The defendant, a sole trader, carried out brick and block laying. He held duties under s.19(2)of the Work Health and Safety Act 2011 being a person conducting a business who must ensure, so far as is reasonably practicable, the health and safety of other persons is not put at risk from work carried out as part of the conduct of the business.
He was a contractor working on construction of a two-storey duplex. He engaged subcontractor brick/block layers to assist him.
On 14 November 2016 a 32-year-old subcontracted labourer's assistant working under the direction of a carpentry contractor at the site, was injured. The injured worker was working with a carpenter using string line to mark out proposed floor framing. The defendant and other brick/block layers were erecting a block firewall in the vicinity.
The wall had been erected to a height of approximately 2.8 metres and 11 metres in length. The injured worker was working adjacent to the wall as it was being erected.
During the morning the weather changed and it became quite windy. At about 11.00 am a large gust came through. The blockwork collapsed in the direction of the injured worker. He was trapped under the masonry. Other workers removed the blocks and administered first aid. Each block weighed approximately 13.2 kg and it was calculated that per square metre the blockwork would weigh an estimated 165 kg. The wall had not been braced or temporarily reinforced. No exclusion zone was established during the works.
The injured worker sustained a crushed L 3 vertebra. He spent approximately 5 days in hospital. He did not have surgery.
On 19 March 2019, the defendant pleaded guilty in the Ipswich Magistrates Court to breaching s.32 of the Work Health and Safety Act 2011, having failed to meet his work health and safety duties and was sentenced.
Magistrate Sturgess fined him $18,000 and ordered professional and court costs totalling $845.80. Her Honour also imposed a s.239 Court ordered undertaking for a period of 18 months, with a recognisance in the sum of $12,000 to be forfeited if convicted of an offence within this period. The court ordered that no conviction be recorded.
The Court saw the incident as avoidable. The likelihood of the risk was foreseeable in the absence of bracing or temporary support prior to the wall being core filled. Her Honour stated the defendant had put himself, his workers and others at risk and steps to minimise or remove the risk were inexpensive and not overly burdensome or inconvenient.
The Court was told that the brick/block layers had asked the carpentry workers to leave the area during the construction of the wall, but they continued with their work. The defendant had worked in construction since he was approximately 15 years old, becoming licensed as a block layer after arriving from Poland. He had operated his business since 2009. The Court heard the defendant had struggled to find consistent work and his income had decreased. He produced tax records to confirm he had an outstanding debt to the tax office of almost $10 000 for last financial quarter. Her Honour accepted the defendant suffered from some financial hardship.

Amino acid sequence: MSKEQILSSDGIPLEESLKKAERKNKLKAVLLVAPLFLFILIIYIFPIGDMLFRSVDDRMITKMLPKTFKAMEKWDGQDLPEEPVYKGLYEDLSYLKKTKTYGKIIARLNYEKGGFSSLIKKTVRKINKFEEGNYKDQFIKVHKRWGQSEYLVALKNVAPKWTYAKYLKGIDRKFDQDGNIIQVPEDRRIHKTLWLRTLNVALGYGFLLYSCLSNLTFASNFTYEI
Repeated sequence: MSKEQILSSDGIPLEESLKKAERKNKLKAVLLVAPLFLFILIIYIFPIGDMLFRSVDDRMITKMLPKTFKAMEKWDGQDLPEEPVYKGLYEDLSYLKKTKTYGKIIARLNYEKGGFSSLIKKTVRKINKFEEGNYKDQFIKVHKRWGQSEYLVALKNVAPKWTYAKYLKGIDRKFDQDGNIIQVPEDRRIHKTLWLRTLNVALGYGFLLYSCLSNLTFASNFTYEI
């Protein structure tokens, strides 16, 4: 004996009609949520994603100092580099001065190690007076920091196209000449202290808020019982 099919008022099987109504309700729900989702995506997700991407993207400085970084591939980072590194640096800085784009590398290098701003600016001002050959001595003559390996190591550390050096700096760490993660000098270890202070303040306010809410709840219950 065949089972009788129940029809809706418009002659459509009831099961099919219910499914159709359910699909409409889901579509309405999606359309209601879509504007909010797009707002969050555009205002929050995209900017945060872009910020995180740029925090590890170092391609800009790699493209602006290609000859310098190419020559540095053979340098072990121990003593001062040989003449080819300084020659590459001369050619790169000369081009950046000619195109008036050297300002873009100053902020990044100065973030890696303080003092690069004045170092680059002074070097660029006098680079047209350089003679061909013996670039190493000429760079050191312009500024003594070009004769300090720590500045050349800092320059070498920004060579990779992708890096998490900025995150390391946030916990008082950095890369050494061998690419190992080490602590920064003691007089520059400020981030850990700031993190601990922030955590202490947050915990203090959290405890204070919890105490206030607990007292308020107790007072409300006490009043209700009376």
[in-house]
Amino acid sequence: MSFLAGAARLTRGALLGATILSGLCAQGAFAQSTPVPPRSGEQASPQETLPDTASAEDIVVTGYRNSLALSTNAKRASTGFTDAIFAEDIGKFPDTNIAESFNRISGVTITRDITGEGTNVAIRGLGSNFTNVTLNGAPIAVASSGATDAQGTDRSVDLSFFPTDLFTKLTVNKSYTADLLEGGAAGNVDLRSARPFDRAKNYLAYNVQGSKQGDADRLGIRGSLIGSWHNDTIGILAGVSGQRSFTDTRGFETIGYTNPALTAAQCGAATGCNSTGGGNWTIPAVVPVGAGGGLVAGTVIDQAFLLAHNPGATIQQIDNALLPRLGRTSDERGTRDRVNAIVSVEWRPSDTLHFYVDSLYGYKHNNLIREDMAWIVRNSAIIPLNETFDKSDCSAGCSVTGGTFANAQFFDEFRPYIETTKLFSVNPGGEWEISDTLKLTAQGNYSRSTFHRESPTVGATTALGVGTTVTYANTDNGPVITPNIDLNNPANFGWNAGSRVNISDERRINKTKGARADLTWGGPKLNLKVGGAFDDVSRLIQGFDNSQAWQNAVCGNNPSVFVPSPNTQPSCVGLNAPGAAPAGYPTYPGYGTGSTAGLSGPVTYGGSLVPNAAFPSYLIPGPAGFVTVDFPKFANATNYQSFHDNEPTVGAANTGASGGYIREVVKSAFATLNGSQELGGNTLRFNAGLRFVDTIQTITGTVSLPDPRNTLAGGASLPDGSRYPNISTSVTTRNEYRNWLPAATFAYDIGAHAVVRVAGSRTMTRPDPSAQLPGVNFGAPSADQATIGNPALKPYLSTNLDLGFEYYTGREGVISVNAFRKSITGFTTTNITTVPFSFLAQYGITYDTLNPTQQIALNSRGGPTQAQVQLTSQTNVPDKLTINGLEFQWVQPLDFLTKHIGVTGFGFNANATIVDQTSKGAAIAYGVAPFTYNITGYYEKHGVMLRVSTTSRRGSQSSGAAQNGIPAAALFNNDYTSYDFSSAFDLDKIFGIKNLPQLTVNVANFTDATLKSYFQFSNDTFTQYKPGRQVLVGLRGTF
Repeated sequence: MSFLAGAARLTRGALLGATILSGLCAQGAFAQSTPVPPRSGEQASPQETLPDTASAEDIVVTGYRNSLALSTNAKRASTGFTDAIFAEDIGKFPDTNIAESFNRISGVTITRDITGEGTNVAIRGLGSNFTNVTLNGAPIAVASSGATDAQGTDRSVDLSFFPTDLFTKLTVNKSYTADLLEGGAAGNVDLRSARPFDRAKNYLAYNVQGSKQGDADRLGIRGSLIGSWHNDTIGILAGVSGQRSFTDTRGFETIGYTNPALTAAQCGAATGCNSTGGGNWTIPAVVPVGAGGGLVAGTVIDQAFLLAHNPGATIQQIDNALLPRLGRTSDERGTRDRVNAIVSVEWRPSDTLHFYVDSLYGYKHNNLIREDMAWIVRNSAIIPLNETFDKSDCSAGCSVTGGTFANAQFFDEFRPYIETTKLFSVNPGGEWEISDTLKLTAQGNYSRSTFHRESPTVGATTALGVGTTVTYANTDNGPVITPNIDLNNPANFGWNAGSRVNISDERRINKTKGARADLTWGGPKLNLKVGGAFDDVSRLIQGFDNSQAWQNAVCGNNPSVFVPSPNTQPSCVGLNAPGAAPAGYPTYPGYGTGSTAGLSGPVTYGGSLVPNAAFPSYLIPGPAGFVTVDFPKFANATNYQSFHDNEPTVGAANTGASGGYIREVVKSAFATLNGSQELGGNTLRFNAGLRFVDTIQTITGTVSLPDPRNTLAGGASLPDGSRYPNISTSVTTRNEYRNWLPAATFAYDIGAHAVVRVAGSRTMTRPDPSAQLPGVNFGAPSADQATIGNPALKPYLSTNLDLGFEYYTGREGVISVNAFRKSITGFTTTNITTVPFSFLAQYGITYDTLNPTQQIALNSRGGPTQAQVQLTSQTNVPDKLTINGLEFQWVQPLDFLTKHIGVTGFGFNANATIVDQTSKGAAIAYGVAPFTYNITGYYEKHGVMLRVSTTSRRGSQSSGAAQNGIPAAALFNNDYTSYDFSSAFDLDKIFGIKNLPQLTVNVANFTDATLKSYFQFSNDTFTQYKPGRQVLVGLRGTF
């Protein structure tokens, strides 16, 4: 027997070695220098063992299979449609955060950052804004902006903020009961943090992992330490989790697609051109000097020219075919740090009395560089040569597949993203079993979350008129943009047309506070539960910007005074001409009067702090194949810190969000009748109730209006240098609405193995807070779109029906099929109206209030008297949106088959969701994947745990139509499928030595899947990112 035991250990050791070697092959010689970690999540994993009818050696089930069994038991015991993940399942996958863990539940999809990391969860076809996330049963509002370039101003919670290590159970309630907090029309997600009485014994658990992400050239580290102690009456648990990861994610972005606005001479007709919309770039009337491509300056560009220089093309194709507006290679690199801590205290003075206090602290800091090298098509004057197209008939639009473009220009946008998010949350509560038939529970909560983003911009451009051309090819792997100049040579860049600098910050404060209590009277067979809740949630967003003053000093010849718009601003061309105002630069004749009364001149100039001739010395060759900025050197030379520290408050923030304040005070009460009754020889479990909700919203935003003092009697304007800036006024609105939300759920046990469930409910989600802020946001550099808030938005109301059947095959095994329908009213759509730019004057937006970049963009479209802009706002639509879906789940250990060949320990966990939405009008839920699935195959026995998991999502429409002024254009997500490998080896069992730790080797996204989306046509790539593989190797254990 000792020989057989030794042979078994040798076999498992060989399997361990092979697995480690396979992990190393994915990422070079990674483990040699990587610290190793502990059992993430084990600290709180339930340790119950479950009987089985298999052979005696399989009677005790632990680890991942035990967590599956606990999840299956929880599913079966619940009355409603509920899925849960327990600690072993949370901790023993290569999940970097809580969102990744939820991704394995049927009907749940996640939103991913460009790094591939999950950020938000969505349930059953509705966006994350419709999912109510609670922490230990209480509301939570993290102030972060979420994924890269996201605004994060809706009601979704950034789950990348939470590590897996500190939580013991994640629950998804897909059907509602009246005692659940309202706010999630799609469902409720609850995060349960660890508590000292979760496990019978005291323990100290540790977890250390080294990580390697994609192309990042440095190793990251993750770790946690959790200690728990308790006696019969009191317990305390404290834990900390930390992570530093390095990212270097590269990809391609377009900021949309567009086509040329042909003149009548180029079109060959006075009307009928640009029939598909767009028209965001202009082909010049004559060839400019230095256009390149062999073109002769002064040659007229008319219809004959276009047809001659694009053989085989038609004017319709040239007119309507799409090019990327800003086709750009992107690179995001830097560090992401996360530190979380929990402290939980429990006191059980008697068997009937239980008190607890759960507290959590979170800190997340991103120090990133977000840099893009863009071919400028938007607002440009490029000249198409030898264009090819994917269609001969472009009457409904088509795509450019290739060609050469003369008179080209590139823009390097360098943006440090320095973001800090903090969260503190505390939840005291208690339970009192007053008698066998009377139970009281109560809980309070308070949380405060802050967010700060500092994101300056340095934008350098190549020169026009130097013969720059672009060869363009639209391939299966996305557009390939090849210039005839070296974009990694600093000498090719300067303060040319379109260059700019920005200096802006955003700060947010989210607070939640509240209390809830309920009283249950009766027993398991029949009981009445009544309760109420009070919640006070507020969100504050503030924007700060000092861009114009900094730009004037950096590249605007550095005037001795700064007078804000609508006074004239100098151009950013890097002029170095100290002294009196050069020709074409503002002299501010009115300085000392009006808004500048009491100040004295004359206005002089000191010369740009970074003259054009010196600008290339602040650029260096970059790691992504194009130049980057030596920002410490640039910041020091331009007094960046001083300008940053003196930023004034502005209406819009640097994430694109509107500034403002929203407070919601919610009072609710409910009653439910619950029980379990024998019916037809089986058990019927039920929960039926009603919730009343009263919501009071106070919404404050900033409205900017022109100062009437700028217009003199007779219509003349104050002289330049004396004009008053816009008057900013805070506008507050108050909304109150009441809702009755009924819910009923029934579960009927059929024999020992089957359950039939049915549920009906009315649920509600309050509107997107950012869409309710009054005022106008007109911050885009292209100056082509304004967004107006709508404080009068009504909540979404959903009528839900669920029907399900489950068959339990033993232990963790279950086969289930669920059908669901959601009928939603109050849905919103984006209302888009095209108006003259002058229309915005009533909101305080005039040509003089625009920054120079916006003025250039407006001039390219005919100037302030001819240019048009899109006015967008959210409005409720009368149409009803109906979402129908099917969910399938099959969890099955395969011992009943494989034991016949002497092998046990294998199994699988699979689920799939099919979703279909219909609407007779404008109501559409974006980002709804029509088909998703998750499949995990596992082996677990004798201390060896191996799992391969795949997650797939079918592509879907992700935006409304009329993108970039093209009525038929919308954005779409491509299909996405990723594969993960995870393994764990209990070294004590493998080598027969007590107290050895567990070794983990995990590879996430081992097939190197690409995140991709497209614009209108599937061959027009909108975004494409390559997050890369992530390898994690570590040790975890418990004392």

In deciding penalty, Magistrate Sturgess took into account the defendant was remorseful, had not been prosecuted previously for any work health and safety breach, co-operated with the investigation and entered an early plea of guilty.
Her Honour stated that the maximum penalties reflect the seriousness of Work Health and Safety breaches. The Court acknowledged that a breach under the Act can lead to serious and permanent injuries and outcomes for workers and others, some with lifelong consequences.
Her Honour considered the mitigatory factors and noted general deterrence to be important. The Court moderated the fine by incorporating a Court ordered undertaking with a recognisance.
Considerations for prevention
(commentary under this heading is not part of the court's decision)
When working in the construction industry where there is exposure to risks from masonry walls constructed without temporary support or bracing prior to core filling, duty holders should consider the following:
- Implementation of a mandatory exclusion zone for non-essential workers during construction of dividing walls.
- Inclusion of appropriate control measures to take account of lower stability, stiffness and strength of the newly constructed masonry in accordance with AS 3700- Masonry Structures
- Pending curing and core filling, install temporary bracing or other form of stabilizer as necessary to resist wind and other lateral forces
- Provide adequate instruction and supervision of workers to ensure they are aware for the need for temporary bracing.
- Work Health and Safety Act 2011
- Work Health and Safety Regulation 2011
- Australian Standard AS 3700-2011 Masonry Structures
- NSW Government Guide to 'Masonry Wall Safety During Construction Work'
- Date of offence:
- Ipswich Magistrates Court
- Magistrates Sturgess
- s.32 of the duty under s.19(2) Work Health and Safety Act 2011
- Decision date:
- $18,000 fine plus 18-month court ordered undertaking with a recognisance in the sum of $12,000
- Maximum Penalty:
- Conviction recorded:
- CIS event number: